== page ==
Arthur James Balfour was born on July 25, 1848, at Whittingehame House, East Lothian, Scotland, the eldest son of James Maitland Balfour (1820–1856) and Lady Blanche Gascoyne-Cecil (1825–1872). His father was a Scottish MP, as was his grandfather James; his mother, a member of the Cecil family descended from Robert Cecil, 1st Earl of Salisbury, was the daughter of the 2nd Marquess of Salisbury and a sister to the 3rd Marquess, the future Prime Minister. His godfather was the Duke of Wellington, after whom he was named. He was the eldest son, third of eight children, and had four brothers and three sisters.
Balfour was educated at Grange Preparatory School at Hoddesdon, Hertfordshire (1859–1861), and Eton College (1861–1866), where he studied with the influential master, William Johnson Cory. He then went up to the University of Cambridge, where he read moral sciences at Trinity College (1866–1869), graduating with a second-class honors degree. His younger brother was the Cambridge embryologist Francis Maitland Balfour (1851–1882).
Balfour met his cousin May Lyttelton in 1870 when she was 19. After her two previous serious suitors had died, Balfour is said to have declared his love for her in December 1874. She died of typhus on Palm Sunday, March 1875; Balfour arranged for an emerald ring to be buried in her coffin. Lavinia Talbot, May's older sister, believed that an engagement had been imminent, but her recollections of Balfour's distress (he was “staggered”) were not written down until thirty years later.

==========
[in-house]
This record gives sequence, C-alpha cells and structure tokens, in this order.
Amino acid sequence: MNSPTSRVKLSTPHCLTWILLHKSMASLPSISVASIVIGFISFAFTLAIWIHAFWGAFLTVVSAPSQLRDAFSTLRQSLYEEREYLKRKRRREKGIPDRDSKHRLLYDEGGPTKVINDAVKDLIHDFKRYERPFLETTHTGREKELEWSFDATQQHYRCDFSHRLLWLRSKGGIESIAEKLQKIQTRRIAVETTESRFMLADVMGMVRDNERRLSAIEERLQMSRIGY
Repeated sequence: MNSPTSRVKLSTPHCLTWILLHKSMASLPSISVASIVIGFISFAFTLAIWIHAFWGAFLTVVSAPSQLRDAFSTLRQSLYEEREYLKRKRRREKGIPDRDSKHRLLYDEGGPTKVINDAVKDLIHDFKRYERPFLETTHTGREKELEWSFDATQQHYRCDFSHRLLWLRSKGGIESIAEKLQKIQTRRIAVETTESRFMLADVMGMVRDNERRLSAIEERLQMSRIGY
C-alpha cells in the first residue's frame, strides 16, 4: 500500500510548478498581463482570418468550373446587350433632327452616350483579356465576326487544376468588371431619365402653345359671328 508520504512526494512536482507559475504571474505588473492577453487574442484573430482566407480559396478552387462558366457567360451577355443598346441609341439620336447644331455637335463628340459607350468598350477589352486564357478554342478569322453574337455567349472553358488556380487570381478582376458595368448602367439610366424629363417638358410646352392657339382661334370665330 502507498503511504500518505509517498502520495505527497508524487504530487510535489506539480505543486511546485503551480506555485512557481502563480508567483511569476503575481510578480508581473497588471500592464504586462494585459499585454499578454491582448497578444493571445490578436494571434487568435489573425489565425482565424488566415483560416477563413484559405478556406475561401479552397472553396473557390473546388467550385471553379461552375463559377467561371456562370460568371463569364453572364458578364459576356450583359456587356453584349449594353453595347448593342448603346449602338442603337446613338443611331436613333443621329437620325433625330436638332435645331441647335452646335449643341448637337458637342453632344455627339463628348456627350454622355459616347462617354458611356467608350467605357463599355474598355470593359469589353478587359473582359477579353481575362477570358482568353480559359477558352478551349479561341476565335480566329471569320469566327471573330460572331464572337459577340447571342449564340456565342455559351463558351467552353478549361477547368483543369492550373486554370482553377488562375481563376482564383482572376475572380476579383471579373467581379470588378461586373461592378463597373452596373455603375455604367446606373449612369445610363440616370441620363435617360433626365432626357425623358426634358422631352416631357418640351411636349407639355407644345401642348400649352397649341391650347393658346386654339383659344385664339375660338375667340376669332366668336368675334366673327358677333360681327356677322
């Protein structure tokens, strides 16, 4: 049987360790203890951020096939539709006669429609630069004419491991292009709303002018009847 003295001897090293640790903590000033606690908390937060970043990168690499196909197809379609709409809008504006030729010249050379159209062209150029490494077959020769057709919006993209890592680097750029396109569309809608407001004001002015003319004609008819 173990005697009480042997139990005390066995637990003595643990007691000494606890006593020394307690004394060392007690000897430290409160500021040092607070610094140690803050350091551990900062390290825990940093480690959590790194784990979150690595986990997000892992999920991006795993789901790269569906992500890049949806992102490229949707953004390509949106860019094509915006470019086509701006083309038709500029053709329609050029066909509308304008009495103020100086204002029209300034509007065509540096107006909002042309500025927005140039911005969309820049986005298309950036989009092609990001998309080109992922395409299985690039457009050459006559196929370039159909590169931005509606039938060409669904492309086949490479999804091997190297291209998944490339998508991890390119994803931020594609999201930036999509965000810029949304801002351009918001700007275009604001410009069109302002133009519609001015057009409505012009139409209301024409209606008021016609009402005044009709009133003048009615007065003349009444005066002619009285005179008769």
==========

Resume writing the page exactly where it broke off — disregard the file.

Balfour remained a lifelong bachelor. Margot Tennant (later Margot Asquith) wished to marry him, but Balfour said, “No, that is not so. I rather think of having a career of my own.” His household was maintained by his unmarried sister, Alice.
In middle age, Balfour had a 40-year friendship with Mary Charteris (née Wyndham), Lady Elcho, later Countess of Wemyss and March. Although one biographer writes that “it is difficult to say how far the relationship went,” her letters suggest they may have become lovers in 1887.
Balfour was a leading member of the social and intellectual group The Souls.
Balfour’s initial interests were not political. He enjoyed music and poetry, and was first known as a renowned philosopher, publishing “A Defense of Philosophic Doubt,” “The Foundations of Belief” and “Theism and Humanism.”
In 1874 he was elected the Conservative Member of Parliament for Hertford. Four years later, he became private secretary to his uncle, Robert Gascoyne-Cecil, Lord Salisbury, then Foreign Secretary in Benjamin Disraeli’s government. He accompanied Salisbury to the Congress of Berlin and gained his first experience in international politics in connection with the settlement of the Russo-Turkish conflict.
In 1885 Balfour was a member of Randolph Churchill’s “Fourth Party” group (distinct from the Conservatives, Liberals, and Irish Nationalists), which brought down William Ewart Gladstone’s government with a motion opposing the Home Rule for Ireland Bill.
It was thought that Balfour was merely entertaining himself with politics – indeed the House did not take him quite seriously. Members looked upon him as just a young member of the governing classes who remained in the House because it was the proper thing for a man of family to do.
Lord Salisbury appointed Balfour President of the Local Government Board; the following year he became Secretary for Scotland with a seat in the cabinet. These offices, while offering few opportunities for distinction, were an apprenticeship.
In early 1887, Sir Michael Hicks Beach, the Chief Secretary for Ireland, resigned because of illness and Salisbury appointed his nephew in his place. The appointment surprised the political world and possibly led to the British phrase “Bob’s your uncle!”